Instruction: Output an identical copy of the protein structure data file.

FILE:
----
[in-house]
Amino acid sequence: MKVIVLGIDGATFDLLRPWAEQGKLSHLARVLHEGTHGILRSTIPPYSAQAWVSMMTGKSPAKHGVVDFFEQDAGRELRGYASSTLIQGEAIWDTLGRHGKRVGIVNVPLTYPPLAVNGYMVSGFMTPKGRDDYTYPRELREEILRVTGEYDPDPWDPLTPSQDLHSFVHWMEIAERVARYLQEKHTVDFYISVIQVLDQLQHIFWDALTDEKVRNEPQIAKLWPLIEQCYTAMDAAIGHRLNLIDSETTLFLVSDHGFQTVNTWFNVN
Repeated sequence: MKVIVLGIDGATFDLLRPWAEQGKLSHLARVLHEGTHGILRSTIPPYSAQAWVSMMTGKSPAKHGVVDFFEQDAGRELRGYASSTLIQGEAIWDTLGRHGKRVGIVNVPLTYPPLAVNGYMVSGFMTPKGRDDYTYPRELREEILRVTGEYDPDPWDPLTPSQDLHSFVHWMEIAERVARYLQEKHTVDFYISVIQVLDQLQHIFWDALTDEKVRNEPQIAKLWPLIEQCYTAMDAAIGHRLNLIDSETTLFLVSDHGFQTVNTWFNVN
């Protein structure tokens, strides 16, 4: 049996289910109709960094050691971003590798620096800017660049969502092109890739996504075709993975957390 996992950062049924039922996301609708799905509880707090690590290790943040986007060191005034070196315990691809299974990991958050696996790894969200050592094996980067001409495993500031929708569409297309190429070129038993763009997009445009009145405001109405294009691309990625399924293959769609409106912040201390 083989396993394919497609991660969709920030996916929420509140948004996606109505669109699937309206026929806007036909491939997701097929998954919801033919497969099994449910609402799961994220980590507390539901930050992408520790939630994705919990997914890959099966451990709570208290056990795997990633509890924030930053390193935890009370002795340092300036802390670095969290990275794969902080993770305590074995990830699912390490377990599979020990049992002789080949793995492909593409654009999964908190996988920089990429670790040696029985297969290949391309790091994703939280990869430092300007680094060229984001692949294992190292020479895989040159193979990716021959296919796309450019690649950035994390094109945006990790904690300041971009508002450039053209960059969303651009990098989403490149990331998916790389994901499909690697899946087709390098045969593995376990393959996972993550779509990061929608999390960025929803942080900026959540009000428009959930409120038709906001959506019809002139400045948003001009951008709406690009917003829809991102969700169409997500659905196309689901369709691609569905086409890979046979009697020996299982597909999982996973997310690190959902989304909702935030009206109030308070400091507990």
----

[in-house]
Amino acid sequence: MKVIVLGIDGATFDLLRPWAEQGKLSHLARVLHEGTHGILRSTIPPYSAQAWVSMMTGKSPAKHGVVDFFEQDAGRELRGYASSTLIQGEAIWDTLGRHGKRVGIVNVPLTYPPLAVNGYMVSGFMTPKGRDDYTYPRELREEILRVTGEYDPDPWDPLTPSQDLHSFVHWMEIAERVARYLQEKHTVDFYISVIQVLDQLQHIFWDALTDEKVRNEPQIAKLWPLIEQCYTAMDAAIGHRLNLIDSETTLFLVSDHGFQTVNTWFNVN
Repeated sequence: MKVIVLGIDGATFDLLRPWAEQGKLSHLARVLHEGTHGILRSTIPPYSAQAWVSMMTGKSPAKHGVVDFFEQDAGRELRGYASSTLIQGEAIWDTLGRHGKRVGIVNVPLTYPPLAVNGYMVSGFMTPKGRDDYTYPRELREEILRVTGEYDPDPWDPLTPSQDLHSFVHWMEIAERVARYLQEKHTVDFYISVIQVLDQLQHIFWDALTDEKVRNEPQIAKLWPLIEQCYTAMDAAIGHRLNLIDSETTLFLVSDHGFQTVNTWFNVN
């Protein structure tokens, strides 16, 4: 049996289910109709960094050691971003590798620096800017660049969502092109890739996504075709993975957390 996992950062049924039922996301609708799905509880707090690590290790943040986007060191005034070196315990691809299974990991958050696996790894969200050592094996980067001409495993500031929708569409297309190429070129038993763009997009445009009145405001109405294009691309990625399924293959769609409106912040201390 083989396993394919497609991660969709920030996916929420509140948004996606109505669109699937309206026929806007036909491939997701097929998954919801033919497969099994449910609402799961994220980590507390539901930050992408520790939630994705919990997914890959099966451990709570208290056990795997990633509890924030930053390193935890009370002795340092300036802390670095969290990275794969902080993770305590074995990830699912390490377990599979020990049992002789080949793995492909593409654009999964908190996988920089990429670790040696029985297969290949391309790091994703939280990869430092300007680094060229984001692949294992190292020479895989040159193979990716021959296919796309450019690649950035994390094109945006990790904690300041971009508002450039053209960059969303651009990098989403490149990331998916790389994901499909690697899946087709390098045969593995376990393959996972993550779509990061929608999390960025929803942080900026959540009000428009959930409120038709906001959506019809002139400045948003001009951008709406690009917003829809991102969700169409997500659905196309689901369709691609569905086409890979046979009697020996299982597909999982996973997310690190959902989304909702935030009206109030308070400091507990």